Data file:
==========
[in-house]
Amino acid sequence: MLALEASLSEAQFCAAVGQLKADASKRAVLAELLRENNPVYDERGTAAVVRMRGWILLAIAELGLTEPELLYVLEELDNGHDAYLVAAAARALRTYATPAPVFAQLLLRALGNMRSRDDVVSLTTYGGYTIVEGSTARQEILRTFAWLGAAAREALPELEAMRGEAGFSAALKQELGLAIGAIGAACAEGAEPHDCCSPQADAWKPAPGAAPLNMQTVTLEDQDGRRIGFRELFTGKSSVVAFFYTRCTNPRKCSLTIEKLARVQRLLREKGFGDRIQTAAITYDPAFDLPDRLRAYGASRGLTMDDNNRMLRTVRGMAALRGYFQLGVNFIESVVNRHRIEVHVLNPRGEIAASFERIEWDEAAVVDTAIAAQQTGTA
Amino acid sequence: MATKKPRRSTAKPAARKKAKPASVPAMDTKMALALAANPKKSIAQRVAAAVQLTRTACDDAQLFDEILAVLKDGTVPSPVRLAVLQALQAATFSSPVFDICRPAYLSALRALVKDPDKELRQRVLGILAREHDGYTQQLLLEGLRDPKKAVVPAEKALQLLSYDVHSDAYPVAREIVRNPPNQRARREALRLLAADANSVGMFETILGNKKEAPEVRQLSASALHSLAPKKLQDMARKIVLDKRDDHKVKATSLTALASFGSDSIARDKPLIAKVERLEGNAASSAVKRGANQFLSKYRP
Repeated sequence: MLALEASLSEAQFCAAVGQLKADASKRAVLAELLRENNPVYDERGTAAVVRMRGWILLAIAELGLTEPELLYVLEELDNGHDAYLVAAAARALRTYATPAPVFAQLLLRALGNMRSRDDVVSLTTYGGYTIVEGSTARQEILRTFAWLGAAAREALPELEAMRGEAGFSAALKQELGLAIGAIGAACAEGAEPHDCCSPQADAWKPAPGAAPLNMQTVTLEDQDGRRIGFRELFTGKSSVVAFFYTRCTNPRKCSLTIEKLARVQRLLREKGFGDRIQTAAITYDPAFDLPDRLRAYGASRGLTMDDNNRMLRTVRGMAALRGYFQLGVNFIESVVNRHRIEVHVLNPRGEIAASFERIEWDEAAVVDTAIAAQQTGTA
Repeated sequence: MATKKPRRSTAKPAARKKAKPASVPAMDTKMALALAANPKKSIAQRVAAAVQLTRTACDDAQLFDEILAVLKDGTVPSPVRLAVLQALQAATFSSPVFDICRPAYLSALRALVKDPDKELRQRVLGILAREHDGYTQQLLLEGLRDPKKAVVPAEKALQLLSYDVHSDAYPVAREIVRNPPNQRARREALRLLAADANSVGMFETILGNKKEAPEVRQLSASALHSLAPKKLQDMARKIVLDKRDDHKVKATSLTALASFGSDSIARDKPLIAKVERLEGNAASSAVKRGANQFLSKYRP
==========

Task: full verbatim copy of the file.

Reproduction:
[in-house]
Amino acid sequence: MLALEASLSEAQFCAAVGQLKADASKRAVLAELLRENNPVYDERGTAAVVRMRGWILLAIAELGLTEPELLYVLEELDNGHDAYLVAAAARALRTYATPAPVFAQLLLRALGNMRSRDDVVSLTTYGGYTIVEGSTARQEILRTFAWLGAAAREALPELEAMRGEAGFSAALKQELGLAIGAIGAACAEGAEPHDCCSPQADAWKPAPGAAPLNMQTVTLEDQDGRRIGFRELFTGKSSVVAFFYTRCTNPRKCSLTIEKLARVQRLLREKGFGDRIQTAAITYDPAFDLPDRLRAYGASRGLTMDDNNRMLRTVRGMAALRGYFQLGVNFIESVVNRHRIEVHVLNPRGEIAASFERIEWDEAAVVDTAIAAQQTGTA
Amino acid sequence: MATKKPRRSTAKPAARKKAKPASVPAMDTKMALALAANPKKSIAQRVAAAVQLTRTACDDAQLFDEILAVLKDGTVPSPVRLAVLQALQAATFSSPVFDICRPAYLSALRALVKDPDKELRQRVLGILAREHDGYTQQLLLEGLRDPKKAVVPAEKALQLLSYDVHSDAYPVAREIVRNPPNQRARREALRLLAADANSVGMFETILGNKKEAPEVRQLSASALHSLAPKKLQDMARKIVLDKRDDHKVKATSLTALASFGSDSIARDKPLIAKVERLEGNAASSAVKRGANQFLSKYRP
Repeated sequence: MLALEASLSEAQFCAAVGQLKADASKRAVLAELLRENNPVYDERGTAAVVRMRGWILLAIAELGLTEPELLYVLEELDNGHDAYLVAAAARALRTYATPAPVFAQLLLRALGNMRSRDDVVSLTTYGGYTIVEGSTARQEILRTFAWLGAAAREALPELEAMRGEAGFSAALKQELGLAIGAIGAACAEGAEPHDCCSPQADAWKPAPGAAPLNMQTVTLEDQDGRRIGFRELFTGKSSVVAFFYTRCTNPRKCSLTIEKLARVQRLLREKGFGDRIQTAAITYDPAFDLPDRLRAYGASRGLTMDDNNRMLRTVRGMAALRGYFQLGVNFIESVVNRHRIEVHVLNPRGEIAASFERIEWDEAAVVDTAIAAQQTGTA
Repeated sequence: MATKKPRRSTAKPAARKKAKPASVPAMDTKMALALAANPKKSIAQRVAAAVQLTRTACDDAQLFDEILAVLKDGTVPSPVRLAVLQALQAATFSSPVFDICRPAYLSALRALVKDPDKELRQRVLGILAREHDGYTQQLLLEGLRDPKKAVVPAEKALQLLSYDVHSDAYPVAREIVRNPPNQRARREALRLLAADANSVGMFETILGNKKEAPEVRQLSASALHSLAPKKLQDMARKIVLDKRDDHKVKATSLTALASFGSDSIARDKPLIAKVERLEGNAASSAVKRGANQFLSKYRP